The teenage years of a person’s life can bring about turbulence that’s just about guaranteed to shape their entire existence. Not only are you growing individually, but the people around you will prove to have a huge impact on who you become. That’s one of the things that John Carney’s Sing Street is able to capture as well as any piece of entertainment I can think of. It’s also a pretty good movie.
The story is puts the spotlight firmly on Conor Lalor (Ferdia Walsh-Peelo), the second son of a cash-strapped couple in a struggling marriage. In order to save money, Conor’s parents (Aiden Gillen and Maria Doyle Kennedy) decide to move him to a pretty strict catholic school. Conor doesn’t take to this to well, but he chooses to make the most of it when he first sees Raphina (Lucy Boynton), a lovely young lady standing across the street from the school.
On a whim, he elects to make his way over to the other side of the street with the hopes of impressing her. In order to do that, he tells her that he’s in a band and they need a model for a video. The only issue with that is that neither one of those things are actually true. So in order to win her heart and not look foolish, he decides to get together with a group of his fellow misfits and form a rock ‘n’ roll band. By doing so, what starts as just a way to win the affections of his crush turns into something more that offers him and his band-mates some valuable life lessons.
It’s not often that you can say this about a love story, but emotionally, there’s a realistic vibe flowing through the veins of Sing Street. The characters come across as real people with real emotions, real personalities, real dilemmas and real dreams. The authenticity of these features can’t be understated. It’s quite nice to see a picture that doesn’t go for more than it needs to. Doing so here would take away from many of the endearing qualities that are being offered in and around this key aspect of the film.
Because of this approach that we see, you’re able to get a true sense of everything the characters are feeling and dealing with. Filmmakers attempt to do this in just about every movie, but it’s rare that they are able to capture the kind tone that is experienced in Sing Street. That speaks well of all involved and it also makes it easy for viewers to become attached to what they’re watching.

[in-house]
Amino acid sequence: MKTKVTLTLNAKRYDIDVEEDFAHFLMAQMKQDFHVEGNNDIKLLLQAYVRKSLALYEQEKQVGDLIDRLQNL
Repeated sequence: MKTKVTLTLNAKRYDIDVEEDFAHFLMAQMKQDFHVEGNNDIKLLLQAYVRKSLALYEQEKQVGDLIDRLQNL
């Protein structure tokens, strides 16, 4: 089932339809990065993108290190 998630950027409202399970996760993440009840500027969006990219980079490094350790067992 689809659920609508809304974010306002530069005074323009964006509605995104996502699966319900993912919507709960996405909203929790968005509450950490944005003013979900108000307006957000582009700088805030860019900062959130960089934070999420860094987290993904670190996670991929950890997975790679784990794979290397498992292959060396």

Obviously, the relationships between the characters assist in accomplishing such a feat. Whether they’re in good standing with one another or not, there’s something between them that is understood and perceived to be valuable. Even if you’re not from Ireland or have never been in this kind of situation, you should be able to develop some kind of connection with these kids based on all of this.
In reality, this is an uplifting and inspiring piece of art that deserves the kind of massive audience that’s usually reserved for movies that come with larger budgets. Even if you can somehow end up not loving it, I think it’s just about guaranteed to leave everyone satisfied with what they’ve seen after viewing it. When analyzing the film, I fail to see anything to dislike about this movie. It’s a simple film with purpose that focuses on life and some of what it presents to us all at some point. Plus, having some solid musical numbers doesn’t hurt either.
Ultimately, Sing Street is a poetic tale about kids learning to be happy while living in a saddened state. You may have to watch the movie to find out exactly what I mean by that, but it makes perfect sense when it all comes together. From my perspective, this is just one of the many ways that the film shows the genuine qualities and substance that can be put on display when something is done with true passion and knowledge. Those are a couple of crucial elements that are usually needed for things to work this well.
Director: John Carney
Maria Doyle Kennedy
Film Length: 106 minutes
Release Date: April 22, 2016
Distributor: The Weinstein Company
- - 8.5/108.5/10